KINGSPORT, Tenn., April 20, 2012 The results of a 2010 study of the South Fork Holston River are in and they are good. Work by the Academy of Natural Sciences of Drexel University confirms that the biological health of the river has continued to improve over the past four decades. The rivers ecosystem is diverse and vibrant.
Eastman Chemical Company (NYSE: EMN) voluntarily sponsored the seventh environmental study in 45 years. The purpose is to assess the overall health of the Holston River by documenting the water quality upstream and downstream of Kingsport, and to compare the results with previous findings.
Fish occupy the highest level in the aquatic food chain and are often used as key indicators of the health of the aquatic ecosystem, said Keith Harris, Environmental Affairs at Eastman. At Riverfront Park, in 1965, Academy scientists counted 3 different species of fish. Last year, they found 30. Such an improvement results from the combined efforts of local industry and the City of Kingsport.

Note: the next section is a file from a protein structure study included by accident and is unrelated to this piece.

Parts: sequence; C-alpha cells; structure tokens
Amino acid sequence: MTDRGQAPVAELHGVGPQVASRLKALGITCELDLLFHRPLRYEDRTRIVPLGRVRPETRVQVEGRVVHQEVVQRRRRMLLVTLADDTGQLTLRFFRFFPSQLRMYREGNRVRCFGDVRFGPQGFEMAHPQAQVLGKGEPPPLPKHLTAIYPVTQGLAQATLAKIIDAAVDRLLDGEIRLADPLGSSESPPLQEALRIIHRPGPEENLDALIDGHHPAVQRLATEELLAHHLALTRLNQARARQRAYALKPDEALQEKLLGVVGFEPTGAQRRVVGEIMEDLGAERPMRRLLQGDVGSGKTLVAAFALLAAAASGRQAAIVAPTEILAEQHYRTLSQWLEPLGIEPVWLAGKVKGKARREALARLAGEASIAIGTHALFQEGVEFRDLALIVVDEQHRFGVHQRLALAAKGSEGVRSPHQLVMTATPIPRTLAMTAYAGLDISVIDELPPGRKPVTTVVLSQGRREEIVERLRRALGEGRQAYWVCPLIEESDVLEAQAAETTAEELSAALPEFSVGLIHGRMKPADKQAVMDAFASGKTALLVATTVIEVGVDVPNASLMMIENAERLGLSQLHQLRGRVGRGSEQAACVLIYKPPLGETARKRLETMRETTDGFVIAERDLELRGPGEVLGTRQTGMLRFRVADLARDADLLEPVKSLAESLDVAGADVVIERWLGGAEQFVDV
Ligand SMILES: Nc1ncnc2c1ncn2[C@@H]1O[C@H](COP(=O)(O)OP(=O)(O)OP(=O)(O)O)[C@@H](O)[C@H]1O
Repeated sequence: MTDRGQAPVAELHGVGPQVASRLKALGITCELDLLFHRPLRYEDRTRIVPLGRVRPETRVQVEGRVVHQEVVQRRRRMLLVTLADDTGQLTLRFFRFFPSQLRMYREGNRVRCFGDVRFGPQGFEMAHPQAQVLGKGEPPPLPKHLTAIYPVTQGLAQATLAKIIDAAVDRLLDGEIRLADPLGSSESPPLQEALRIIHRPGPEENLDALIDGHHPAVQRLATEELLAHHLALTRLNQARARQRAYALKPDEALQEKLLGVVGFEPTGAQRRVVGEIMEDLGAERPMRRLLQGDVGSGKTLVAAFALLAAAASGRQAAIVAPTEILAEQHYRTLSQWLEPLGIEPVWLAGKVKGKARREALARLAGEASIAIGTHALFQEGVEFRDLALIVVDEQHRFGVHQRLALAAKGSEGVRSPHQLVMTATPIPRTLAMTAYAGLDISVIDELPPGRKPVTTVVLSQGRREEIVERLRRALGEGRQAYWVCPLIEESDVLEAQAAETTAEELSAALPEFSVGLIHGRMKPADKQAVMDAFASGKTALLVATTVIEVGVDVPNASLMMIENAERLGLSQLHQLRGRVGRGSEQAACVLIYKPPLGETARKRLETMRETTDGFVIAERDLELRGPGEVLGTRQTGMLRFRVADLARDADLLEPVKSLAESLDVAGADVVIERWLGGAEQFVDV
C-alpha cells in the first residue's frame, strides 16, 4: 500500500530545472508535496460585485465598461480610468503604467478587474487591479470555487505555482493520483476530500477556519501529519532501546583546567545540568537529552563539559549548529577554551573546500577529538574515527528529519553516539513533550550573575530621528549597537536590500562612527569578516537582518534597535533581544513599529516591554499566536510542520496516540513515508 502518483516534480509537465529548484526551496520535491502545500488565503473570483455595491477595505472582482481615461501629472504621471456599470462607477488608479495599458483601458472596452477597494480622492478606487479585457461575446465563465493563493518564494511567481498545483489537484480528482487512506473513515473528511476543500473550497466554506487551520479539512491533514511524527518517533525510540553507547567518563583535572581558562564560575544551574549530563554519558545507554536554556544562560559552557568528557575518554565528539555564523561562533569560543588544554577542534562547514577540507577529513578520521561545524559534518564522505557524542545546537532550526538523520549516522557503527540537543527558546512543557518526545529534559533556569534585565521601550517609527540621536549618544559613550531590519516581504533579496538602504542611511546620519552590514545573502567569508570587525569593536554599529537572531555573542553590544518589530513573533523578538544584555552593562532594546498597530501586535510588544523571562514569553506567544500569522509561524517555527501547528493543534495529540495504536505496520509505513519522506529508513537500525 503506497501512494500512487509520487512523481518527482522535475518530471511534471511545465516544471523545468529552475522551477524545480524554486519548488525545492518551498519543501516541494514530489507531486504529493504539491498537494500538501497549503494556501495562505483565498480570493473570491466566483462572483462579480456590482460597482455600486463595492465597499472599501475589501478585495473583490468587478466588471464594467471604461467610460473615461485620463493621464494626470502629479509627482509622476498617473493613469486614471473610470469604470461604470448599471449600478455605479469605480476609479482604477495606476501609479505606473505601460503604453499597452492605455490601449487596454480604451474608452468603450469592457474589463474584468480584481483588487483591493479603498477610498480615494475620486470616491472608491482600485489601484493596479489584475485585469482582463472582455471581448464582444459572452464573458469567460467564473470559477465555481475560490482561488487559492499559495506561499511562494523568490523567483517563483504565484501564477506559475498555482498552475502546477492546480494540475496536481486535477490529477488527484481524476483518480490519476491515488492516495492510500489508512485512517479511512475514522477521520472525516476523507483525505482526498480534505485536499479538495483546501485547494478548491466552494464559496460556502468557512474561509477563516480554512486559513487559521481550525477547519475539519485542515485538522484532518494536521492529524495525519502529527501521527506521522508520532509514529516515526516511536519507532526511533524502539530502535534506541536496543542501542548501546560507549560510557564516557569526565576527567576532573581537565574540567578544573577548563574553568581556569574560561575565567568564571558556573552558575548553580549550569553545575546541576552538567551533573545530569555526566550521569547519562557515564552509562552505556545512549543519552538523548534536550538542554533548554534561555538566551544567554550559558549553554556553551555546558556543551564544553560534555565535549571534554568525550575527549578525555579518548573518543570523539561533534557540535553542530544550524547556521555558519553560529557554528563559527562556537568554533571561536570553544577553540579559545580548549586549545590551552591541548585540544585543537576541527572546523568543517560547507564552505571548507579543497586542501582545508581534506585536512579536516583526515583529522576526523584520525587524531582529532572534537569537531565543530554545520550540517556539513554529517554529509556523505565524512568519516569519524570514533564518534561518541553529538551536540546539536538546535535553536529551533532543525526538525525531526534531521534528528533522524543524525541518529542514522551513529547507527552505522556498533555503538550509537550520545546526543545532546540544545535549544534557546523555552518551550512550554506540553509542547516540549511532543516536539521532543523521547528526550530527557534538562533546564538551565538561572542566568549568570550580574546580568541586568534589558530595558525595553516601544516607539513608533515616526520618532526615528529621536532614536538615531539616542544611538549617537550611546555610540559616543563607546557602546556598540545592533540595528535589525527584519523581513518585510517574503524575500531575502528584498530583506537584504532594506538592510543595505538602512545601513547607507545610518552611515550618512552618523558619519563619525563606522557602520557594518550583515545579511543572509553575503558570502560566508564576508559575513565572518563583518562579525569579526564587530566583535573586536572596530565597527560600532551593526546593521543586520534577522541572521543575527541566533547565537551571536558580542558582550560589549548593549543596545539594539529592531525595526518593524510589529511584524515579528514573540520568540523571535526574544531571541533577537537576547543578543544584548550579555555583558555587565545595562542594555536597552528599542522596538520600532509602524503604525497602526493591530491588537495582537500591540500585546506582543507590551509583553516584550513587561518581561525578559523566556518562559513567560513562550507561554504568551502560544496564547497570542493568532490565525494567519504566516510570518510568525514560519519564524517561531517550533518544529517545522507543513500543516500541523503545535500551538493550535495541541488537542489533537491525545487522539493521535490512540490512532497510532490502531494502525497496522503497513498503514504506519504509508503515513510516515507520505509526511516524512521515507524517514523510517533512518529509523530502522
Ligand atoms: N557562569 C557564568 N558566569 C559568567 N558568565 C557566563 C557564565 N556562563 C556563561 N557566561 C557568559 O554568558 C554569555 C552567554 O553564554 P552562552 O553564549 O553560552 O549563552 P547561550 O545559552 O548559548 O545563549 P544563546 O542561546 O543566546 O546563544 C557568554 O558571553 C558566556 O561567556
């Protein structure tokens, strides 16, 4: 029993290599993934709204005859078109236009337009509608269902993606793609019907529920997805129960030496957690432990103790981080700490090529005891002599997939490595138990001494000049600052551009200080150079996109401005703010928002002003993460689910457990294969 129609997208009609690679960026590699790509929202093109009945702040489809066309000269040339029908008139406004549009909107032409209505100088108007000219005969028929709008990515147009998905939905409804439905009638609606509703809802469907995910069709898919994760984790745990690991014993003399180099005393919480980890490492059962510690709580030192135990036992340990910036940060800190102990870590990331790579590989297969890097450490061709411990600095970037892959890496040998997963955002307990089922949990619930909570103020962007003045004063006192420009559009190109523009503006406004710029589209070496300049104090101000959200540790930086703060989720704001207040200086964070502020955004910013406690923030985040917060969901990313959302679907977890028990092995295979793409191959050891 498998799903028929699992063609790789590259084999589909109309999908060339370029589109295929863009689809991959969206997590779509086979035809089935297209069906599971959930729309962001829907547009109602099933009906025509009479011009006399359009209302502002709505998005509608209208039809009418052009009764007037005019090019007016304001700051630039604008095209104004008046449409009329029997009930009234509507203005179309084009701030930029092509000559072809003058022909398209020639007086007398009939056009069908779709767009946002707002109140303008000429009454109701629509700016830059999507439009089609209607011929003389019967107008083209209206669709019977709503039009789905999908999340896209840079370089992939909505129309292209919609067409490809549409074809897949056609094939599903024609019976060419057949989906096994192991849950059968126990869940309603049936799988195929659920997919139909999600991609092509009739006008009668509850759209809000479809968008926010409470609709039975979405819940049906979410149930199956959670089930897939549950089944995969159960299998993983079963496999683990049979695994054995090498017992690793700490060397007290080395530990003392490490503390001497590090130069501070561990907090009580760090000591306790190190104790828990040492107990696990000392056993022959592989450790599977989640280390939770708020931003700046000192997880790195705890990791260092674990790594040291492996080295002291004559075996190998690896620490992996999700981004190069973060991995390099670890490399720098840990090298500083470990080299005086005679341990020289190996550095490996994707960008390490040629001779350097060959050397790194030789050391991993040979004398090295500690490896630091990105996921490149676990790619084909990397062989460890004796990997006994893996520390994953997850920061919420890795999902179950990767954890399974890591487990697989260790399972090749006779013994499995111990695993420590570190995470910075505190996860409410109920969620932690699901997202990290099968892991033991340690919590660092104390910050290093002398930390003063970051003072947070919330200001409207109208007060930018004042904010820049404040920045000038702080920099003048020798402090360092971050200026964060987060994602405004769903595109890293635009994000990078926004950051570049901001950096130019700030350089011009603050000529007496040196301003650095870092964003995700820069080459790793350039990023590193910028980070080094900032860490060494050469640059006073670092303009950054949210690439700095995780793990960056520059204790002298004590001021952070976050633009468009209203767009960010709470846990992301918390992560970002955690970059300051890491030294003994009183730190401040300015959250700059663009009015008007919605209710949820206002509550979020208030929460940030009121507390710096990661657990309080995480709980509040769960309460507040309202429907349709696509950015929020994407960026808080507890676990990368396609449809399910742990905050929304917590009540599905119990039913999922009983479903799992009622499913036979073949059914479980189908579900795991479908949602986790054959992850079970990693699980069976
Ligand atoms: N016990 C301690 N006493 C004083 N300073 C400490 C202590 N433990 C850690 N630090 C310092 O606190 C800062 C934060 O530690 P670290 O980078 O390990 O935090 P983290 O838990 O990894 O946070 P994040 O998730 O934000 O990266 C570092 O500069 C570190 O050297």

The Academy, founded in 1812, is a world-renowned, nonprofit institution dedicated to increasing knowledge of the natural world through environmental research and natural history education.
Dr. Richard Horwitz, Project Leader and Academy Fisheries Section Leader, has participated in the Eastman river studies since 1990. Our study focused on the biological health of the river, Horwitz said. We looked at algae and aquatic plants, aquatic invertebrates and fish, and compared current conditions with those of earlier studies. By studying these groups, we can learn a lot about trends in water quality.
Part of Eastmans public commitment to protecting health, safety and the environment is self-monitoring. The river is a valuable resource for the City of Kingsport and for Eastman. We have a responsibility to protect the river a responsibility we take seriously and I think were doing a good job. The Academys findings verify that our protection efforts are working, added Keith.
About the Academy of Natural Sciences of Drexel